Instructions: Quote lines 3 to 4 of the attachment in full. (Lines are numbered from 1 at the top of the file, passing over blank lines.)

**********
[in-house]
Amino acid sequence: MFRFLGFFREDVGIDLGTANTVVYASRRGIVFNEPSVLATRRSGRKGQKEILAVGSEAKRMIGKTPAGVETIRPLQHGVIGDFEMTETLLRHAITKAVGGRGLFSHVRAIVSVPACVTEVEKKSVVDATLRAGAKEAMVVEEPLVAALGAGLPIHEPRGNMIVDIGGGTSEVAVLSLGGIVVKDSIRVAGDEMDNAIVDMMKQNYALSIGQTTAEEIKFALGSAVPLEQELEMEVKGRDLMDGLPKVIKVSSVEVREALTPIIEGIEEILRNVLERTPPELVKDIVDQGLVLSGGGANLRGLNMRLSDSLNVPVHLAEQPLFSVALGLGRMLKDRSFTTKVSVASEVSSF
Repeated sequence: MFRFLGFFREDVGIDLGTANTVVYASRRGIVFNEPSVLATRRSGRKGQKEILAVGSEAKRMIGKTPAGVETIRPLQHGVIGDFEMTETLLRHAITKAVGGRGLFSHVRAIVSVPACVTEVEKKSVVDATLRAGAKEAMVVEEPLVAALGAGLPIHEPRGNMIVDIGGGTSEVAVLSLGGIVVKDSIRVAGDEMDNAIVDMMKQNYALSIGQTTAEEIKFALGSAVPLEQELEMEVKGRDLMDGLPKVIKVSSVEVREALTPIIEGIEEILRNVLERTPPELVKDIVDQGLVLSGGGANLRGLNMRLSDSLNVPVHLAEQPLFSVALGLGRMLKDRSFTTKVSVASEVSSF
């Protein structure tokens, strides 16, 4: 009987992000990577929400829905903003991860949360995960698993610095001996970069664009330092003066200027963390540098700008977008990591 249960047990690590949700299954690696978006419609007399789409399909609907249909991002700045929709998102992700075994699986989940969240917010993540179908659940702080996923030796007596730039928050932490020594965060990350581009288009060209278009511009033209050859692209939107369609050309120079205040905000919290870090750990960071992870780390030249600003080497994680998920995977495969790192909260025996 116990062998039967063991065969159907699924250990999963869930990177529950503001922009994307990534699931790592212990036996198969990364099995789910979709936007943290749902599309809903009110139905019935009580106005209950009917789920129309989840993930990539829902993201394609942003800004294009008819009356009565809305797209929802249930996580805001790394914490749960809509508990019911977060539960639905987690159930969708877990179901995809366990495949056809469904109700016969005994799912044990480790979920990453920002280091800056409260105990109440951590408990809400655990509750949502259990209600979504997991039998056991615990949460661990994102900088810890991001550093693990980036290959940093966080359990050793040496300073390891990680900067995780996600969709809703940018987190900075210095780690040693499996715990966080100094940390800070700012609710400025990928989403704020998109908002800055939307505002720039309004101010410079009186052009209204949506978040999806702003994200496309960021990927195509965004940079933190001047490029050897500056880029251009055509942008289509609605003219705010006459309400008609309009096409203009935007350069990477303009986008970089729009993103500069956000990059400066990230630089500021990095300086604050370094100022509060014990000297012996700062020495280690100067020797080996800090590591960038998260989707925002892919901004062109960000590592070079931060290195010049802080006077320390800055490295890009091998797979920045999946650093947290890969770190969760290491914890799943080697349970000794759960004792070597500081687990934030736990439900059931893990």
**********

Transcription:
Repeated sequence: MFRFLGFFREDVGIDLGTANTVVYASRRGIVFNEPSVLATRRSGRKGQKEILAVGSEAKRMIGKTPAGVETIRPLQHGVIGDFEMTETLLRHAITKAVGGRGLFSHVRAIVSVPACVTEVEKKSVVDATLRAGAKEAMVVEEPLVAALGAGLPIHEPRGNMIVDIGGGTSEVAVLSLGGIVVKDSIRVAGDEMDNAIVDMMKQNYALSIGQTTAEEIKFALGSAVPLEQELEMEVKGRDLMDGLPKVIKVSSVEVREALTPIIEGIEEILRNVLERTPPELVKDIVDQGLVLSGGGANLRGLNMRLSDSLNVPVHLAEQPLFSVALGLGRMLKDRSFTTKVSVASEVSSF
């Protein structure tokens, strides 16, 4: 009987992000990577929400829905903003991860949360995960698993610095001996970069664009330092003066200027963390540098700008977008990591 249960047990690590949700299954690696978006419609007399789409399909609907249909991002700045929709998102992700075994699986989940969240917010993540179908659940702080996923030796007596730039928050932490020594965060990350581009288009060209278009511009033209050859692209939107369609050309120079205040905000919290870090750990960071992870780390030249600003080497994680998920995977495969790192909260025996 116990062998039967063991065969159907699924250990999963869930990177529950503001922009994307990534699931790592212990036996198969990364099995789910979709936007943290749902599309809903009110139905019935009580106005209950009917789920129309989840993930990539829902993201394609942003800004294009008819009356009565809305797209929802249930996580805001790394914490749960809509508990019911977060539960639905987690159930969708877990179901995809366990495949056809469904109700016969005994799912044990480790979920990453920002280091800056409260105990109440951590408990809400655990509750949502259990209600979504997991039998056991615990949460661990994102900088810890991001550093693990980036290959940093966080359990050793040496300073390891990680900067995780996600969709809703940018987190900075210095780690040693499996715990966080100094940390800070700012609710400025990928989403704020998109908002800055939307505002720039309004101010410079009186052009209204949506978040999806702003994200496309960021990927195509965004940079933190001047490029050897500056880029251009055509942008289509609605003219705010006459309400008609309009096409203009935007350069990477303009986008970089729009993103500069956000990059400066990230630089500021990095300086604050370094100022509060014990000297012996700062020495280690100067020797080996800090590591960038998260989707925002892919901004062109960000590592070079931060290195010049802080006077320390800055490295890009091998797979920045999946650093947290890969770190969760290491914890799943080697349970000794759960004792070597500081687990934030736990439900059931893990």